For the United States credible verification of Soviet compliance with the terms of strategic arms limitation agreements is a sine qua non for enlarged arms control. Most recent proposals for increasing either the detail or the credibility of verification processes are flawed; virtually all require concessions that the Soviets refuse because they create opportunities for espionage. The Soviets are preoccupied with constraining the development of new types of strategic weapons. In order to obtain U.S. agreement to inhibit the development and introduction of new strategic weapons (particularly cruise missiles), the Soviet Union may have to agree to exposing more of its military hardware and R&D institutions. Without such Soviet concessions, arms limitations agreements of the 1980s could become meaningless extensions of agreements of the 1970s, and encourage a bilateral buildup of new weapons not controlled by treaty.
This report is part of the RAND Corporation Paper series. The paper was a product of the RAND Corporation from 1948 to 2003 that captured speeches, memorials, and derivative research, usually prepared on authors' own time and meant to be the scholarly or scientific contribution of individual authors to their professional fields. Papers were less formal than reports and did not require rigorous peer review.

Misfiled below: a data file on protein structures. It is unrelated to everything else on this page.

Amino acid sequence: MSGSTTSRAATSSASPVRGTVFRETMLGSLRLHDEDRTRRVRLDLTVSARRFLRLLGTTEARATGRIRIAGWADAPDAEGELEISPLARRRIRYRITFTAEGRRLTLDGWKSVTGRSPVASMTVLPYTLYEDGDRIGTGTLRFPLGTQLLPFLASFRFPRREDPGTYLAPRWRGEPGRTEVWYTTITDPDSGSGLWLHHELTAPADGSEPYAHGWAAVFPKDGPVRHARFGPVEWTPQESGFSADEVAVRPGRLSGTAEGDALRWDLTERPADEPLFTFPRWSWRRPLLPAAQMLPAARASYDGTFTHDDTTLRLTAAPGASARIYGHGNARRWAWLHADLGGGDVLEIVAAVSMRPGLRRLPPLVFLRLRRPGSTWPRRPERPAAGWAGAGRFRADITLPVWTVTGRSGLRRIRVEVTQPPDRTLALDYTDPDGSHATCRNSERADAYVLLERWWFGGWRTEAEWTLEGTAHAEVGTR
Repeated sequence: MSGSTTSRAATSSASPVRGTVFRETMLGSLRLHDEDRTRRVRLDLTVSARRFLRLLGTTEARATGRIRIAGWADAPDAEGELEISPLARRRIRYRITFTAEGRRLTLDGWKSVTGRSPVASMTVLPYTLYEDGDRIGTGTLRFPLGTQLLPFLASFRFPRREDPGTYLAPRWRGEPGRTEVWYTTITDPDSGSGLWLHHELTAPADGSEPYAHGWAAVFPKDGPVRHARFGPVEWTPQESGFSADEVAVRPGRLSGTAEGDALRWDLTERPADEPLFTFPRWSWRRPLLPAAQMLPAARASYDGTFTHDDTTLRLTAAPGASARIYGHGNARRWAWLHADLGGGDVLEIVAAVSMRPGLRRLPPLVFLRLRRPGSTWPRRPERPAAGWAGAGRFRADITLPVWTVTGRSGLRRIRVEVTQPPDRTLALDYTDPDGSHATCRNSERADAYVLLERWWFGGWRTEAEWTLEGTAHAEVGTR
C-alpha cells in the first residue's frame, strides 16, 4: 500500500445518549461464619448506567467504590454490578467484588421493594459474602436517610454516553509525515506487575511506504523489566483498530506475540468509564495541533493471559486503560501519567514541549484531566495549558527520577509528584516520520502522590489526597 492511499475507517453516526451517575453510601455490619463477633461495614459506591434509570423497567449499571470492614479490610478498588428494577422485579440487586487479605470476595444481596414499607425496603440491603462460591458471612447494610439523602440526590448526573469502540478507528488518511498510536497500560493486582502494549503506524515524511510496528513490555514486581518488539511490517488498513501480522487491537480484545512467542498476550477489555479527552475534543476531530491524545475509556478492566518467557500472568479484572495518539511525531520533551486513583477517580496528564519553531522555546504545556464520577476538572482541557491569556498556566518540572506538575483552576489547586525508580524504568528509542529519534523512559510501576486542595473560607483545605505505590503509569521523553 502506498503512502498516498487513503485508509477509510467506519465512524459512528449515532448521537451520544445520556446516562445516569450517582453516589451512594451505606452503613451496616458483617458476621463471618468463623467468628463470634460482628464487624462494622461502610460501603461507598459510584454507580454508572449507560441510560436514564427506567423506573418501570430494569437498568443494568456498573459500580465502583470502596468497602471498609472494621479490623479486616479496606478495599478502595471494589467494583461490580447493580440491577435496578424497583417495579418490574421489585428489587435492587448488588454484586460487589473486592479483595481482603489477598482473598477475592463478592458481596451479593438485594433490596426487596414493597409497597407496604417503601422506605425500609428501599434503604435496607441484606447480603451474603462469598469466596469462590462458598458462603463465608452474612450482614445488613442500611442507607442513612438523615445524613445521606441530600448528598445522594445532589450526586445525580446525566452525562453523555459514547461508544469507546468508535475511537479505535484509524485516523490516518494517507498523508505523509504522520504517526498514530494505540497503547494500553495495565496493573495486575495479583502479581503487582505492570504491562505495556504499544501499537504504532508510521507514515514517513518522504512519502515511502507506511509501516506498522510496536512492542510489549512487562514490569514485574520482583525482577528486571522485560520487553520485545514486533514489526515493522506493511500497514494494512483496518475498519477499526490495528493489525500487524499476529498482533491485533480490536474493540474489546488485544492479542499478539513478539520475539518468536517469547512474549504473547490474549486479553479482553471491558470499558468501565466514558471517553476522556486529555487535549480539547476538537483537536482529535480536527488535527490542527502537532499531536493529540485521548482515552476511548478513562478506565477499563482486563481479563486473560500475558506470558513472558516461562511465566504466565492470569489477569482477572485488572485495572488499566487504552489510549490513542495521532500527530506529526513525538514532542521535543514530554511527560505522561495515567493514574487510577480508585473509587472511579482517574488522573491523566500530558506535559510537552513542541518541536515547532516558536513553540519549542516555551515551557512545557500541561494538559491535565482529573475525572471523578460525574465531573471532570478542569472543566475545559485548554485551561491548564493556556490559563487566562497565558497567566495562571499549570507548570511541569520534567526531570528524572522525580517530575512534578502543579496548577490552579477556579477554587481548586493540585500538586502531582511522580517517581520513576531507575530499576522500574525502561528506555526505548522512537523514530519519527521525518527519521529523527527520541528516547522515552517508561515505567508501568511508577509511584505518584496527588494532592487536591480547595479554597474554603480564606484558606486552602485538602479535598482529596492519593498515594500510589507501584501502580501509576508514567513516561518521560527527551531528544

Our mission to help improve policy and decisionmaking through research and analysis is enabled through our core values of quality and objectivity and our unwavering commitment to the highest level of integrity and ethical behavior. To help ensure our research and analysis are rigorous, objective, and nonpartisan, we subject our research publications to a robust and exacting quality-assurance process; avoid both the appearance and reality of financial and other conflicts of interest through staff training, project screening, and a policy of mandatory disclosure; and pursue transparency in our research engagements through our commitment to the open publication of our research findings and recommendations, disclosure of the source of funding of published research, and policies to ensure intellectual independence. For more information, visit www.rand.org/about/research-integrity.
The RAND Corporation is a nonprofit institution that helps improve policy and decisionmaking through research and analysis. RAND's publications do not necessarily reflect the opinions of its research clients and sponsors.